Recent property market data indicates that tax changes and property price growth in London and the south of England putting pressure on rental yields has started to change the face of the UK’s buy-to-let market. Land Registry data analysed by research company Residential Analysts show a clear drop in transactions involving the kind of residential units favoured as investment properties over last year. Over the course of 2017, 10% less flats were purchased in England and Wales in comparison to the previous year. That’s against a wider fall over all property transactions of just 2.1% over the same period.
Residential Analysis director Neal Hudson explained to the Financial Times that the combination of an increase in the tax buy-to-let investors have to pay and inflated prices in the south of England means mortgage-backed landlords are struggling to find properties offering the yields they are looking for. This is pushing landlords looking to acquire investment properties further north.
Henry Pryor, who works as an independent buying agent, sourcing properties bases on the requirements of his clients, explains:
“What we have lost is the opportunity to get a respectable yield in the south-east. Yields are typically 4 per cent in London or 4-point-something in the wider south-east. I think property demands 6 per cent or better, and you have to go north to achieve that. I’ve had clients buying in Newcastle and Manchester because they can get decent yields there.”
The move north by the investment sector has also not opened the door for south of England-based first time buyers, who are still being priced out of the market. Mortgage multiples are coming in above what their income levels make them eligible for. Rather than lower asking prices, property owners in the south are showing a preference to wait.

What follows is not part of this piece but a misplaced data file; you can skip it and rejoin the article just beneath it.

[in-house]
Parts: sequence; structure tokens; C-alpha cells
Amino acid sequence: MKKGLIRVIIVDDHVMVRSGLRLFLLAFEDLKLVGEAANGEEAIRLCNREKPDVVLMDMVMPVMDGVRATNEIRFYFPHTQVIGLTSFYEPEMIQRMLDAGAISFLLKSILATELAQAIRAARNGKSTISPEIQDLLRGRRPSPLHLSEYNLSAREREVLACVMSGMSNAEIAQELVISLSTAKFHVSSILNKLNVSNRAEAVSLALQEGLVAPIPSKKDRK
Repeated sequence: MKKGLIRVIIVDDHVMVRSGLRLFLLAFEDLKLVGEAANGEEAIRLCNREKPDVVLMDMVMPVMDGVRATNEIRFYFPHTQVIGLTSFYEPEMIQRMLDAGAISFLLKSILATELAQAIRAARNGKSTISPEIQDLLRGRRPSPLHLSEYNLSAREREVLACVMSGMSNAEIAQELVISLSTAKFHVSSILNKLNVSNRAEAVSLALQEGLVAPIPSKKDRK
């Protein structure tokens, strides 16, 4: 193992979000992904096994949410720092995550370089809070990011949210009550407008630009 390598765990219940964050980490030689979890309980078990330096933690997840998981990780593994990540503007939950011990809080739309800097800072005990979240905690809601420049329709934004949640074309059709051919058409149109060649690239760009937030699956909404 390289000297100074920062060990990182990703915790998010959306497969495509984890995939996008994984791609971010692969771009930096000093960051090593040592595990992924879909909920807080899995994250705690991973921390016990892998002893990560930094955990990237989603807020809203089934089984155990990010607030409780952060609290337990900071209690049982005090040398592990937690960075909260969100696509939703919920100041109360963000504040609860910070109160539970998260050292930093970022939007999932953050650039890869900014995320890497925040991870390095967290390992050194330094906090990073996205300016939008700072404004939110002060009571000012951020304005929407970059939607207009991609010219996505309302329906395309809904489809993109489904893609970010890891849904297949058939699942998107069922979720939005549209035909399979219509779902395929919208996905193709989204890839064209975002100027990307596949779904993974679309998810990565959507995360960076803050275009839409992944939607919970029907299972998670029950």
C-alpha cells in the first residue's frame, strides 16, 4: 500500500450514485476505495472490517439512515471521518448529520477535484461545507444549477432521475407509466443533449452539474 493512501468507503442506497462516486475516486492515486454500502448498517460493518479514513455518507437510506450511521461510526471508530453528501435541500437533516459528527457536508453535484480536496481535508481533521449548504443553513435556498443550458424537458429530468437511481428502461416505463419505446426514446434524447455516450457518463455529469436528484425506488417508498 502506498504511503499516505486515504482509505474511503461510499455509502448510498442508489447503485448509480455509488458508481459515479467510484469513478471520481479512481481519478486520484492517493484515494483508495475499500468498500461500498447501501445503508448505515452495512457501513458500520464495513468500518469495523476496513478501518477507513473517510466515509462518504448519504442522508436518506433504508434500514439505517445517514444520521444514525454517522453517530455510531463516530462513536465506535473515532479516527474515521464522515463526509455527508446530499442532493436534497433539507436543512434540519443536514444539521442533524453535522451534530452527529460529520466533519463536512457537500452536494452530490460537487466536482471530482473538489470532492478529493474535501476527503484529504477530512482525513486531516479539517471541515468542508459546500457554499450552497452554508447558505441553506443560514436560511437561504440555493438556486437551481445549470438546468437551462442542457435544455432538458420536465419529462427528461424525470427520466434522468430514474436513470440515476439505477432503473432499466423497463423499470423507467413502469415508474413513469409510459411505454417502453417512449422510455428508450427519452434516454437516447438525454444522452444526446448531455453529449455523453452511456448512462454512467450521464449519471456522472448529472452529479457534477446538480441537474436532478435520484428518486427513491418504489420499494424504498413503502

This has resulted in a drop in transaction numbers. While most of the recent attention has focused on the slowdown in the London prime property segment, Residential Analysts’ research indicates that most of 2017’s drop is accounted for by transactions involving more modest properties in the £400,000 band. In London and its surroundings, that means flats and terraced houses.
Hudson believes that with no obvious external trigger, the London market can be expected to stagnate for the next few years. However, he anticipates prices to move sideways over the period and doesn’t expect any major drops. If rents grow in the meanwhile, that could help improve rental returns for London landlords. Those who do want to sell faster will also have to be open to compromise on asking prices and a slow market for flats could also see the occasional bargain come up.
However, the general trend can be expected to be a continuation of the recent migration north, with cities in the Midlands, North West and Scotland in particular attractive. Strong local economies in the likes of Manchester, Liverpool, Birmingham, Glasgow and Edinburgh are complimented by the prospect of rental yields of 6%+, while London and the south will, exceptions apart, likely remain stuck around 4%.